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  5. "O portakalı yer."

"O portakalı yer."

Translation:He eats the orange.

March 24, 2015



Huh. In Arabic ‘orange’ is burtuqāl بُرْتُقَال, because they were imported for Portugal (more on why it’s pronounced like that here. Apparently, not only Arabic named this fruit after Portugal...


We say پُرْتِقال (porteqal) in Farsi. The same basis.


hey there, I read somewhere that "narinj" is the Farsi word for "orange" stemming from old persian "narang". Thats where also the English word orange comes from. Any ideas?


Yep, you're right! The etymology is really interesting, the English word is derived from a lot of partly unrelated languages:

English orange < Old French (pome) orenge < Arabic نارنج (nāranj) < Persian نارنگ (nārang) < Sanskrit नारङ्ग ‎(nāraṅga) 'orange tree' < one of the Dravidian languages... The Dravidian languages are spoken in Southern India, and they have e.g. Tamil நார்த்தங்காய் ‎(nārttaṅkāy), which is literally 'fragrance fruit', Telugu నారంగము ‎(nāraṃgamu), Malayalam നാരങ്ങ ‎(nāraṅṅa), Kannada ನಾರಂಗಿ ‎(nāraṃgi)

Apart from nārang, Persian also has the word nārenj borrowed back from Arabic, apparently it uses both (or maybe the one with the -g at the end is now obsolete?).

The word "portokal" in Turkish might also be taken from Greek πορτοκάλι (portokáli), which got it from Venetian portogallo, named because they got their oranges from Portugal. Or possible it was taken from Arabic (which then got it from Greek all the way back).



As I see you are interested in this word, let me tell you in Persian:

Persian = English = Turkish

Narenj = Sour Orange = Turunç

Naarangee = Tangerine = Mandalina

Porteghaal = Orange = Portağal


Narenj also means sour orange in Syrian


you definitely are well read !


No thats false, nareng is a diffrent fruit


Nareng is sour orange it looks like an orange tho


Hi Durky . I don't say we don't have narinj .we have narinj but it's always sour and we make juice with it. It's not orange .we say orange in Farsi پرتقال


See ChiBegam's comment above: This is the seville orange (that English marmalade is made from), or turunç in Turkish.


Naranja is the word in Spanish. Perhaps the Iberian peninsula was to blame for the production of oranges;)?


Read my reply above. "Naranja" is not an originally Spanish word. The fruit and the word comes from South India.


Yes, I see, very detailed, great;) thanks!


It is true however there are diffrent kinds of oranges and they all have their own words in persian which is Farsi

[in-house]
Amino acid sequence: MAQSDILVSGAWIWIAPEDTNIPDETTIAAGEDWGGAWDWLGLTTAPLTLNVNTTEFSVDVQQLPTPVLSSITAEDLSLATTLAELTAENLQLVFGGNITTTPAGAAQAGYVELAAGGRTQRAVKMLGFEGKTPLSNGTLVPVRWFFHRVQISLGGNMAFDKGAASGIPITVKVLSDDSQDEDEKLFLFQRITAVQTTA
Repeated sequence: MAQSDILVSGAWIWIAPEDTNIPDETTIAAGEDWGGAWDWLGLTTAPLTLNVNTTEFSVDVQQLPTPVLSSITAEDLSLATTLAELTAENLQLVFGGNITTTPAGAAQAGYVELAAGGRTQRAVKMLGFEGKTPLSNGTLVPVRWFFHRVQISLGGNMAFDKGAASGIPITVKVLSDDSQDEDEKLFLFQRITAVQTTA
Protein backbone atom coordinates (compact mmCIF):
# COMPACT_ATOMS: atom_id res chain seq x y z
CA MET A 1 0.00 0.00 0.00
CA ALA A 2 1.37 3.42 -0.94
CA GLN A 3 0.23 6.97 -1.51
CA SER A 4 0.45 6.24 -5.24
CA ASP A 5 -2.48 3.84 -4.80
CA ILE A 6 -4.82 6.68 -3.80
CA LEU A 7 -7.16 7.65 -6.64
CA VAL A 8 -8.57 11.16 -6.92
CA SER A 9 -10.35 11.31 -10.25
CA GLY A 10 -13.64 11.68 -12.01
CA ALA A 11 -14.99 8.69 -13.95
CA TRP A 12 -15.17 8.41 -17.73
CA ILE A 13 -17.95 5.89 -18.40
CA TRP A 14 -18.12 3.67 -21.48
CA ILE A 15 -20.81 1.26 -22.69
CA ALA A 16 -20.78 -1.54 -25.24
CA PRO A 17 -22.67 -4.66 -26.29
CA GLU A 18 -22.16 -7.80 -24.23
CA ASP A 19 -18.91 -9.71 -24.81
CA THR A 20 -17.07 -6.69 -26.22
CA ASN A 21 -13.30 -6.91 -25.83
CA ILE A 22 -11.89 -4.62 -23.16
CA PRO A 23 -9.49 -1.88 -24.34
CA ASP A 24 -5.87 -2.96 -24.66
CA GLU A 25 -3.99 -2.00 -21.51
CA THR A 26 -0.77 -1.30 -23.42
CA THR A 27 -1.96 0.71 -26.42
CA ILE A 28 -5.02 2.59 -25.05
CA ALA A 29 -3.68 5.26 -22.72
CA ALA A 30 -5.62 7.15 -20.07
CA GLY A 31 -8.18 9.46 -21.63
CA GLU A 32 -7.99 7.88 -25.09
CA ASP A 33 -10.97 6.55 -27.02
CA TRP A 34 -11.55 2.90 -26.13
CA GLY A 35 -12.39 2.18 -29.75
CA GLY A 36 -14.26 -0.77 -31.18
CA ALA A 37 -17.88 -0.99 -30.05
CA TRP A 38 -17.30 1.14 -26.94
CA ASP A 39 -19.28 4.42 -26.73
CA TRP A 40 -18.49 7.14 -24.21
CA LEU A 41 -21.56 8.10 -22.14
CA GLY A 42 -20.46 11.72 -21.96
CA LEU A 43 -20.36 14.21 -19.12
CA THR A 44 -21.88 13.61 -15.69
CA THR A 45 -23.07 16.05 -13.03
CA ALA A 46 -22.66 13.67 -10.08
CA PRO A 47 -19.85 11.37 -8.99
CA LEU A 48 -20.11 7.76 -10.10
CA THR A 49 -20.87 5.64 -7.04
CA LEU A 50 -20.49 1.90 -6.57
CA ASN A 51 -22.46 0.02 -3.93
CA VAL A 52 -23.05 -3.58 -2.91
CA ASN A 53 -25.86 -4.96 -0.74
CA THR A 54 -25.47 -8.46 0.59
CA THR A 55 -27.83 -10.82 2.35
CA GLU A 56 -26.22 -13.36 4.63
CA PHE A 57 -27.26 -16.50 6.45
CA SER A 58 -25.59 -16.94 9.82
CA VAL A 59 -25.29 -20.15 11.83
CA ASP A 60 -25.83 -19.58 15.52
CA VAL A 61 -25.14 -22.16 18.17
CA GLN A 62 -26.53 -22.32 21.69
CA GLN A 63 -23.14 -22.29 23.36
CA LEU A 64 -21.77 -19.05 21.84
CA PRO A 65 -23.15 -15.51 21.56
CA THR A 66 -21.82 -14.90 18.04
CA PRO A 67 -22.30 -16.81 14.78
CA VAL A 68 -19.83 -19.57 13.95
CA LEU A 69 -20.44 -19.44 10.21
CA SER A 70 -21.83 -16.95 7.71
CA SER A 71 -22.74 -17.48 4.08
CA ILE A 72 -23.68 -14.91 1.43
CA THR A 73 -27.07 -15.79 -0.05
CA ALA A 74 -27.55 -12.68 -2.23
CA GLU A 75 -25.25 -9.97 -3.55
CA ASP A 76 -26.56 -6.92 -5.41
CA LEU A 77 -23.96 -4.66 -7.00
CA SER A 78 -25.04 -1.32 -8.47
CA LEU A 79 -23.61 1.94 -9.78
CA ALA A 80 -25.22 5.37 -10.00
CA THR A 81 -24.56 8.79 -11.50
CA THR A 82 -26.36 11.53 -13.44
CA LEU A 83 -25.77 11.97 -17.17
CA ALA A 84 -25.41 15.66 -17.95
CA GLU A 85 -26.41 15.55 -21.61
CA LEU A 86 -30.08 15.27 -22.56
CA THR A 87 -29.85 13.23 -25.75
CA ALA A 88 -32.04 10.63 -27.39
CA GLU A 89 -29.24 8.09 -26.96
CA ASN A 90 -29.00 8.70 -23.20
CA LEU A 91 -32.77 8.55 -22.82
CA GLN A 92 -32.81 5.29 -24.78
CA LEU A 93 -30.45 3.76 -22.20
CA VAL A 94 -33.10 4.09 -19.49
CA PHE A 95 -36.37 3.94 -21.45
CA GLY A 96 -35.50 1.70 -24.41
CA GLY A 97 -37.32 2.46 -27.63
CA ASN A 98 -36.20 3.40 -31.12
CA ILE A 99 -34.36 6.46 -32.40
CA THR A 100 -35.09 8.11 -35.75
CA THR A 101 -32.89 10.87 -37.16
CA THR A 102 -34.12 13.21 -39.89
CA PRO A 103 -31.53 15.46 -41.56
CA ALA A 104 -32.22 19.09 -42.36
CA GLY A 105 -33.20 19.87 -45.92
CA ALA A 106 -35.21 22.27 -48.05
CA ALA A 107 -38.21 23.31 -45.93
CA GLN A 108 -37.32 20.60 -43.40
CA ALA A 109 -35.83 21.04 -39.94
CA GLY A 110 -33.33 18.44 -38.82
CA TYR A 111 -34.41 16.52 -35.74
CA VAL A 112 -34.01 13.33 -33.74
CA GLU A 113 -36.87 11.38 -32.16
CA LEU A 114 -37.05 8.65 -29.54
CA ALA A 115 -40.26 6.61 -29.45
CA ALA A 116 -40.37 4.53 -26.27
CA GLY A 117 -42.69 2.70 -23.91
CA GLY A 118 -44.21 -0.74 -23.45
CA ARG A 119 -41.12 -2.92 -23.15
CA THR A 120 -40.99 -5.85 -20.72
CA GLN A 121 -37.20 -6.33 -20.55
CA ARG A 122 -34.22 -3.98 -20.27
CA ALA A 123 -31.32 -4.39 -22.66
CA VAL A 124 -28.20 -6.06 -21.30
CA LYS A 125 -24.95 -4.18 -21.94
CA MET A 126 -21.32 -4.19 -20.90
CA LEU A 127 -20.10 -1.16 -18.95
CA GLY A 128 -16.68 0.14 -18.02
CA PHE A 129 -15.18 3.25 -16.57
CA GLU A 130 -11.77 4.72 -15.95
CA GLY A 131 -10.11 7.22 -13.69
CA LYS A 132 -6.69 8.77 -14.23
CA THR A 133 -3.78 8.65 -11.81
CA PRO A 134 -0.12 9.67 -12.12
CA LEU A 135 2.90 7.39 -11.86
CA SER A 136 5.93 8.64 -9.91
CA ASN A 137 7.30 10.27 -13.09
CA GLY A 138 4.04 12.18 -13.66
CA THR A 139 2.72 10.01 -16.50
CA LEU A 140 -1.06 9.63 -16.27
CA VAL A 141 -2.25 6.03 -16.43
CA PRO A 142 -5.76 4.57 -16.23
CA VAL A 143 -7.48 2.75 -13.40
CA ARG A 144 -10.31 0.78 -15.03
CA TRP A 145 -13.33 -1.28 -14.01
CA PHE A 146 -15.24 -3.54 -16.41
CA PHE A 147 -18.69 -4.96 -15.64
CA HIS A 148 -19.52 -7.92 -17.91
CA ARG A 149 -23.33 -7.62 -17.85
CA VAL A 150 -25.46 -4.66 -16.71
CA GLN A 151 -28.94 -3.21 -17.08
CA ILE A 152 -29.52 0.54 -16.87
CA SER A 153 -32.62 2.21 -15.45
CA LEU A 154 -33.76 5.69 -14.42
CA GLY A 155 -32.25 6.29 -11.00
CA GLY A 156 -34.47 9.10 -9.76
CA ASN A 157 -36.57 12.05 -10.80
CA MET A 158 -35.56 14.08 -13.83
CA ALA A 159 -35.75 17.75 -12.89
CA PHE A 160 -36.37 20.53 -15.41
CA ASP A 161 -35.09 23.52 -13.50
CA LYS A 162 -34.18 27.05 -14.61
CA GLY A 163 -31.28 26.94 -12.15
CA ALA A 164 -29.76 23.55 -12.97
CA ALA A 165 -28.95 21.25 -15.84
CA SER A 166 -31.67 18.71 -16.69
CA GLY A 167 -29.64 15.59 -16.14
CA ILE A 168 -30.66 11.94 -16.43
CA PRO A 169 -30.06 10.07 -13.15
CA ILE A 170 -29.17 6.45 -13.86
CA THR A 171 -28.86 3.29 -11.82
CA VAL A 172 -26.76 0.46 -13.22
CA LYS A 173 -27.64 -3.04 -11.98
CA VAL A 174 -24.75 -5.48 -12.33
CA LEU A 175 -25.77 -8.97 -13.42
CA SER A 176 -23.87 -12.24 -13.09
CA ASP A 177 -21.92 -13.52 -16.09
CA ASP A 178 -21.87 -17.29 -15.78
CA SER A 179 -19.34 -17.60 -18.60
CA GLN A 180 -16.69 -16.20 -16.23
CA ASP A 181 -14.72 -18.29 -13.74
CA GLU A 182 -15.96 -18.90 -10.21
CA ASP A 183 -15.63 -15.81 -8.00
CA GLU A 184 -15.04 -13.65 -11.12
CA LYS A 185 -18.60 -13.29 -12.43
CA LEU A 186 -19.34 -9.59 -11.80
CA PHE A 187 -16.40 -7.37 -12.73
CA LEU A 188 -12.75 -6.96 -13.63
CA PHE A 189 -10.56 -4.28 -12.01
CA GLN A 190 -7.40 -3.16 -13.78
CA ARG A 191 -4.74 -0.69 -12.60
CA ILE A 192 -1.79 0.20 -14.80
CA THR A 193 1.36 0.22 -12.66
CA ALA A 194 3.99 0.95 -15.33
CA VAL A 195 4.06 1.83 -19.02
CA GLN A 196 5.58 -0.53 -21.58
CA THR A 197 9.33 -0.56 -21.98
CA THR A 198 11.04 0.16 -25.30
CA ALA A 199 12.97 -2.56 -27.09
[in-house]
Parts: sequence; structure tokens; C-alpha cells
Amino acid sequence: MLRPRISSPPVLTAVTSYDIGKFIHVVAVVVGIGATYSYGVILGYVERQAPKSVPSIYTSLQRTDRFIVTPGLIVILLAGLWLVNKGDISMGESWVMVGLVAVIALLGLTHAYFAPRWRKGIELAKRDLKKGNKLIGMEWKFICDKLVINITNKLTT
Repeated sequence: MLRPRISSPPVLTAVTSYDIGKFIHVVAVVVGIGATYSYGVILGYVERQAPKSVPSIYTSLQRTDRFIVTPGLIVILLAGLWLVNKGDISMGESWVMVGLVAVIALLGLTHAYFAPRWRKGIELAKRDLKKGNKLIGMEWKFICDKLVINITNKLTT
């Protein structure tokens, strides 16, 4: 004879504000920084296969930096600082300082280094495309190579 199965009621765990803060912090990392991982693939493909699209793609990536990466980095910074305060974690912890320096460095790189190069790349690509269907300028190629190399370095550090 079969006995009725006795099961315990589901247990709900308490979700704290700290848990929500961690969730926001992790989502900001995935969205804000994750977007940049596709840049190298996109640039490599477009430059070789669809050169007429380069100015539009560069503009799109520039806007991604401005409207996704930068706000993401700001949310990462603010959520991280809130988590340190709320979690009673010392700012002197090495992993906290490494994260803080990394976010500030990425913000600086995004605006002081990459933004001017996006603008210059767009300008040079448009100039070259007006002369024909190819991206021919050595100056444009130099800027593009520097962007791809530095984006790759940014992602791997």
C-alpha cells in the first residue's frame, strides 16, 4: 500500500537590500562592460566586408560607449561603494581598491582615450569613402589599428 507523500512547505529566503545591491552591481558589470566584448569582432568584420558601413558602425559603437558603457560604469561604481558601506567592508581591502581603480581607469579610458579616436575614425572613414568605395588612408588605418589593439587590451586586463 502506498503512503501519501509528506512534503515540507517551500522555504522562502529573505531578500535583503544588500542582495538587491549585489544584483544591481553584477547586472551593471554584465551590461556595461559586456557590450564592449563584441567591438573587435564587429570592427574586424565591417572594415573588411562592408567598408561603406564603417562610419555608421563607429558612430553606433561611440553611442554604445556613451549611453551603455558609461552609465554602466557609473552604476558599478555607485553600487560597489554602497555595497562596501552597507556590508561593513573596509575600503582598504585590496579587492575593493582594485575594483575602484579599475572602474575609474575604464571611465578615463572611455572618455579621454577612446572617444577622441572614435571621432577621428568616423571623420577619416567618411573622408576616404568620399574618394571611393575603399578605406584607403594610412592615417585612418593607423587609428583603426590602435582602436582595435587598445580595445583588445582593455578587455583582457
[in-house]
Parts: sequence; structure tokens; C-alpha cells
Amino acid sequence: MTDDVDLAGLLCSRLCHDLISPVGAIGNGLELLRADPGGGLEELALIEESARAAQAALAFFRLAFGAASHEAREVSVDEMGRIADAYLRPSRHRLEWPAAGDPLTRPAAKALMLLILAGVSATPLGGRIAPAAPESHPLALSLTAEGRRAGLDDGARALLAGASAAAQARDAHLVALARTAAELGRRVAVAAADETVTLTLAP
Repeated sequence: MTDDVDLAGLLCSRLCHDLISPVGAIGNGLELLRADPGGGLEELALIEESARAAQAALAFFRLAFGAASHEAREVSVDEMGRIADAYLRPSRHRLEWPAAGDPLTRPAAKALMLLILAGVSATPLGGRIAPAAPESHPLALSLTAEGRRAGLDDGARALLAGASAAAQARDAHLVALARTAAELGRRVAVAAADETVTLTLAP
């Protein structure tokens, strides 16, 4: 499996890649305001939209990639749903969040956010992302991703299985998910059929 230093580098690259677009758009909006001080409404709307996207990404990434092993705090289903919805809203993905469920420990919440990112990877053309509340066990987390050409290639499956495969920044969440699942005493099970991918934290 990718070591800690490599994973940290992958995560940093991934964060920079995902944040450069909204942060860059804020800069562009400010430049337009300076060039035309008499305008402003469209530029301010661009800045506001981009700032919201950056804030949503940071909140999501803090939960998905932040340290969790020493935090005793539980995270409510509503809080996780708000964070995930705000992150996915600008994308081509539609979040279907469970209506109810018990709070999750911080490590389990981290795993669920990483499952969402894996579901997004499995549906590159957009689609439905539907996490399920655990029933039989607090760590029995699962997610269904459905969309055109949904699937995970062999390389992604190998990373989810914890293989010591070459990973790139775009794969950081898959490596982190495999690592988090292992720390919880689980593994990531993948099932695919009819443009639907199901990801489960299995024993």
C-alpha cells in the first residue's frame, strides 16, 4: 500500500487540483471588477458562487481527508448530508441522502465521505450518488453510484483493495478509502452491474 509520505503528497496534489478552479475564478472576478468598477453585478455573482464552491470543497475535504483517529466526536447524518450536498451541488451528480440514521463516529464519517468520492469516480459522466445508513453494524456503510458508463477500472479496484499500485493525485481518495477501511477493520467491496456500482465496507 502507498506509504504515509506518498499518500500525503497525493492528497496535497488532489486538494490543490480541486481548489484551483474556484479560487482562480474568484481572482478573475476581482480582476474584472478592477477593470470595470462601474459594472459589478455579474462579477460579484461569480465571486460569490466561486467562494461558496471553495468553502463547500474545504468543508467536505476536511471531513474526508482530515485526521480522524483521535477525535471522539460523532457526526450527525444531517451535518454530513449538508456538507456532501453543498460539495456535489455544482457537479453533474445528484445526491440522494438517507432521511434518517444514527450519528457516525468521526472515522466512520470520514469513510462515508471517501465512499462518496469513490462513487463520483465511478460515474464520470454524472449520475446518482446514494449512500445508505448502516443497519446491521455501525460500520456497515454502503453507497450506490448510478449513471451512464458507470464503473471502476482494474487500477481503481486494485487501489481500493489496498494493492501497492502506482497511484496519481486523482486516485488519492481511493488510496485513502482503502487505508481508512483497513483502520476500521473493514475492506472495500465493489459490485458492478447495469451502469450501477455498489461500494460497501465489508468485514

Narang is hindi/urdu!


We cal it malta in urdu going by the same logic i guess they were imported from malta


Yes, both the Turkish and the Arabic words are borrowed from Persian, which got the word from "Portugal". It's a little bit like "hindi" for the word for turkey (the bird). :)


That also surprised me, because in Hebrew they say תַּרְנְגּוֹל הוֹדוּ tarnegól hódu ‘India rooster’. I can understand that though, because they were brought from the New World, which was originally mistaken for India, hah.


In Romanian we call it portocală !


Yep even in Kurdish we call it برته قال


Actally this word was borrowed from Persian


Why does this sentence not require the comma? "O, portakalı yer"


yes it should be require comma.


Why does it require the comma?


cause when we dont use comma it will be complicated. "o portakal" means that orange. o, portakalı yer means he eats the orange


Yep, that is exactly what it is in other sentences I have seen! That is why I was wondering about this one. :-)


Because there is no comma, I put "He eats that orange." and it is also accepted by Duolingo as correct.


This comment help me a lot.


Any idea why Google says it should be YIYOR..not YER..?


Becuase duolingo alwyas thinks people are too stupid to learn more than one tiny thing at a time. Yiyor means eating now. Yer means eats in general


It's actually correct, afaik. Why should there be a comma? It's just "He eats the orange". Just like in english, you don't need a comma there.

  • 1434

It should have the comma, since "o" can also mean "that". Also, the rest of the course has been following that standard, for the sake of clarity.


Without the comma, is "He eats that orange." also correct?


That's not what they mean. They mean "that orange eats" not "eats that orange". Without the comma, it'd be "that orange eats" too


No, without the comma "O" would be an adjective and the sentence would mean " He/She/It eats that orange." But with the comma it means "He/She/It eats the orange."


I am a native speaker.If you want to say "O, portakalı yer." That is translate may be those: "She/He/It eats the orange". In Turkish he/she/it are same words that is "O"